Tuesday, 4 March 2014

Mixed Nostalgia

A bit of an assortment again for this entry. I've been going through a few of my old web pages from the Freeserve days, long before the blog started. Over the years 2002-2004 I featured the following items.

The first one is the old Space Tower from Blackpool Pleasure Beach. It had ended its days in Morecambe at the short-lived incarnation of Morecambe Pleasure Beach as Frontierland.

Frontierland was a mid-1980s attempt to "theme" the park as a wild west town. We may not be as grim up north as the jokes make out, but the average worker does in fact feel just a little self-concious I expect, wearing western garb and yelling "Yeehaw!" every now and then. As I remember, they didn't smile or enter into the spirit of the thing as much as their Disney counterparts over in Florida might have done. Frontierland closed down in 1999 although a few portable rides remained in use for a further year.

By the end of 2000 only the Polo Tower and the Log Flume remained. These photos were taken in 2004 and the Polo Tower remained only because it was in use as a telephone mast. It was to remain a while longer as the contract was in force until 2013.

A 1960s Fidelity tape recorder taking seven inch reels of a quarter inch wide magnetic tape and recording at a speed of three and three quarter inches of tape per second. This is a four-track machine. That means that a bit of sound quality was sacrificed in order to record along the tape twice in each direction. Imagine four stripes along the tape - stripe 1 along one edge of the tape is recorded on as the tape passes from its own spool to the spare. Then the spools are turned over and the now full spare spool is transferred to the left hand spindle. On the next pass, stripe 4 on the other edge of the tape now occupies the same position as stripe one had done.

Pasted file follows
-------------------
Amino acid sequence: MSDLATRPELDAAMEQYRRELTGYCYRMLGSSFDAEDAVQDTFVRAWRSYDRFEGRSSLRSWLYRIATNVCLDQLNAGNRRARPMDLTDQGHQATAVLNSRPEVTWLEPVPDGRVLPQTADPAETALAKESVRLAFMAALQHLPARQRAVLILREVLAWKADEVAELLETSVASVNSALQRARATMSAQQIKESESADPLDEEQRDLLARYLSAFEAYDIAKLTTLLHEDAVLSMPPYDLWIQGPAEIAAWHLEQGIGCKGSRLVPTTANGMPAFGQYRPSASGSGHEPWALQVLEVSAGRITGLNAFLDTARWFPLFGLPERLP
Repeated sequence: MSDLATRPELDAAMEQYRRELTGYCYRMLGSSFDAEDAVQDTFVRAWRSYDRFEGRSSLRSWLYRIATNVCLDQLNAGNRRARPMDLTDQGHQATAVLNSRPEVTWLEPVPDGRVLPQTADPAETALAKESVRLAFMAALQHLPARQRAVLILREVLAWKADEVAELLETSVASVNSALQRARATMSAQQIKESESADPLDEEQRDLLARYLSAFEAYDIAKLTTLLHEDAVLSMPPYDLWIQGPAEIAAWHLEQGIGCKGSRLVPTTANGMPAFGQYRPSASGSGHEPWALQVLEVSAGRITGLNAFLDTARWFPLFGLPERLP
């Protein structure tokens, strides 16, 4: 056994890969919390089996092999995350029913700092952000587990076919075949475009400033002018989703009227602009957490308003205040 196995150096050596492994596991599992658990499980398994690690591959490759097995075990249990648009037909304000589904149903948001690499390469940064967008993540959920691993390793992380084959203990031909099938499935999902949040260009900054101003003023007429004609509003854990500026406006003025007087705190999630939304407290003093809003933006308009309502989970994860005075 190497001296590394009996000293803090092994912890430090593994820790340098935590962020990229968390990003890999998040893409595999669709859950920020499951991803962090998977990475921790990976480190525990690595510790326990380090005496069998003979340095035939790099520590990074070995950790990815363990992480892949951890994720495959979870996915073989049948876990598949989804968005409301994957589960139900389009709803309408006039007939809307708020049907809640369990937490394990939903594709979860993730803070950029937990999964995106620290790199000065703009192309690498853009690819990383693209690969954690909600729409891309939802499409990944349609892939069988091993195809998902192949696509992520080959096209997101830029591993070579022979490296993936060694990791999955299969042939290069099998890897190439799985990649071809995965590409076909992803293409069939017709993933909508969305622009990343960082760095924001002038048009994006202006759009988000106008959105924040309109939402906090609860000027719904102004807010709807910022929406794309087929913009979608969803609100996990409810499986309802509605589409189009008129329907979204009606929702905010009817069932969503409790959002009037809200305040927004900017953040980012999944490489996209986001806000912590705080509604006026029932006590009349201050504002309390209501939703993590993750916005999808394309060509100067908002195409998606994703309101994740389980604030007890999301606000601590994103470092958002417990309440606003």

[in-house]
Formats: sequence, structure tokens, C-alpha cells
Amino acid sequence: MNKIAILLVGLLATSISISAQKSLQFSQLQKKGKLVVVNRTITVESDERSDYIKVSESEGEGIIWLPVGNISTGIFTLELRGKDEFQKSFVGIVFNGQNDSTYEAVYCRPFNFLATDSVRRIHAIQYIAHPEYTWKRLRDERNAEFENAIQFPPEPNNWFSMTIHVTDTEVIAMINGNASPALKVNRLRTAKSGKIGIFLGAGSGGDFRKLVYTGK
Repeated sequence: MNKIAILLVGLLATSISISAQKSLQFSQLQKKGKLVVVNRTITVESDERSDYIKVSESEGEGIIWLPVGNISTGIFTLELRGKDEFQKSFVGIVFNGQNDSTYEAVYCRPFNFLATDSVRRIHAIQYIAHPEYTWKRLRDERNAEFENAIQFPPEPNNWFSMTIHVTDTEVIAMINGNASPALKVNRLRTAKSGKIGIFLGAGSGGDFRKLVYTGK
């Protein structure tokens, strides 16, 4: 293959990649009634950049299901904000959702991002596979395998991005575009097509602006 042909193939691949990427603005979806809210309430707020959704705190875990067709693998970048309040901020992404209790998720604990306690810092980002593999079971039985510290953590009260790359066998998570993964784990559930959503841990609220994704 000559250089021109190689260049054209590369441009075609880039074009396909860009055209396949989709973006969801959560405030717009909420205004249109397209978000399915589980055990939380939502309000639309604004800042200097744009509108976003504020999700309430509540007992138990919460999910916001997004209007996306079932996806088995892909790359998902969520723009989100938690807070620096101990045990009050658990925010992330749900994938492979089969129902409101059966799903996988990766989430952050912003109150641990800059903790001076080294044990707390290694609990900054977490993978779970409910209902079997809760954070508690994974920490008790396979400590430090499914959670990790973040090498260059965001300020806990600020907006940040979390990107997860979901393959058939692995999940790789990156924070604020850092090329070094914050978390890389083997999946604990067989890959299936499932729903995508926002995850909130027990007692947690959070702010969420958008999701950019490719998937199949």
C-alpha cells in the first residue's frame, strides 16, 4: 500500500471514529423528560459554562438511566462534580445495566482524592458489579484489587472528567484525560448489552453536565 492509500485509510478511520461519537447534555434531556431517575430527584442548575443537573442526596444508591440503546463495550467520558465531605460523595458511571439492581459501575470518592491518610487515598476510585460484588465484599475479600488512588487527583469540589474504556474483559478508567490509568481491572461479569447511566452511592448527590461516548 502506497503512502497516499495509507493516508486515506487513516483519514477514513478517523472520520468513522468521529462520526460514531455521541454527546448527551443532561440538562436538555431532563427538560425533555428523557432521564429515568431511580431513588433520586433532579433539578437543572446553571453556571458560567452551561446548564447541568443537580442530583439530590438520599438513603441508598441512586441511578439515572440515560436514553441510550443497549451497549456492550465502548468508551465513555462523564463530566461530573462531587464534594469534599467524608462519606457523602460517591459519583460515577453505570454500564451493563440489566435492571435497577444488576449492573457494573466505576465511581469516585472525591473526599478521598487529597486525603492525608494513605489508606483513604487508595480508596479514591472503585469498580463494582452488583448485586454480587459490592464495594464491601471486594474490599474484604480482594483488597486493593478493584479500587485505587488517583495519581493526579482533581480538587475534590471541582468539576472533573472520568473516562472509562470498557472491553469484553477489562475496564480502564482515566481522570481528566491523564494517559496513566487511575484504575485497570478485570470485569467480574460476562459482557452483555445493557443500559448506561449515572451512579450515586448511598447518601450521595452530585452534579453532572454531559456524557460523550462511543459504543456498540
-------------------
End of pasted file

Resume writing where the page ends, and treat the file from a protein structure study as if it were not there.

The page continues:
Next the Track 2-3 switch at the bottom centre of the tape deck is depressed and the two middle tracks can be recorded on over the next two passes. On some models both stripes 1 and 3 could be recorded on during the same pass, allowing a stereo signal to be recorded. On turning the tape over the next pass would record on stripes 4 and 2. On this machine that wasn't possible but you could record twice the amount of music on a tape.

I used to have a similar Fidelity Playmaster but it was only a twin track machine - one stripe being recorded in each direction. No stereo and no push button 1-4 and 2-3 buttons in the middle. In fact the space taken by those buttons on the machine shown held a magic-eye light which acted like a sound level meter when recording.

I'm sure many of you will recognise this little optical piece of equipment. It's a View-Master - it was used for viewing a stereo (see the clever link with the previous item? What? Oh, yes the Polo thing was just a red herring...) Ahem! It was used for viewing a stereo pair of images to give the illusion of a picture in 3D, 3 dimensions with a feeling of depth. They were really popular in the 1950s and very early 1960s which is when this bakelite version dates from. Later they were plastic and bright red and the View-Master reels you could buy changed from photos of the world to naff subjects like Scooby Doo and other cartoon figures.

In other words, they changed from being aimed at adults to being a child's toy. In the mid 1960s I had quite a collection of reels showing scenes of the Bernese Oberland in Switzerland and a set that showed the Seven Wonders of the Ancient World.

What I always wanted in my early teens - but never actually managed to get - was a View-Master stereo camera which let you take your own 3D photos. Taking 3D photos is not hard. You can do it with a normal camera just by taking a photo, moving the camera six inches to one side and taking another - providing the subject does not move in the meantime... The hard bit is in viewing them so that one eye only sees one of the photos and the other eye only sees the other. They have to be lined up just so. It is possible for the eyes to actually move apart a bit too much - which is why watching 3D films in the days of green and red glasses made your eyes so tired. All my View-Master reels got thrown away long ago in some great Mum-induced tidy-up. Shame...

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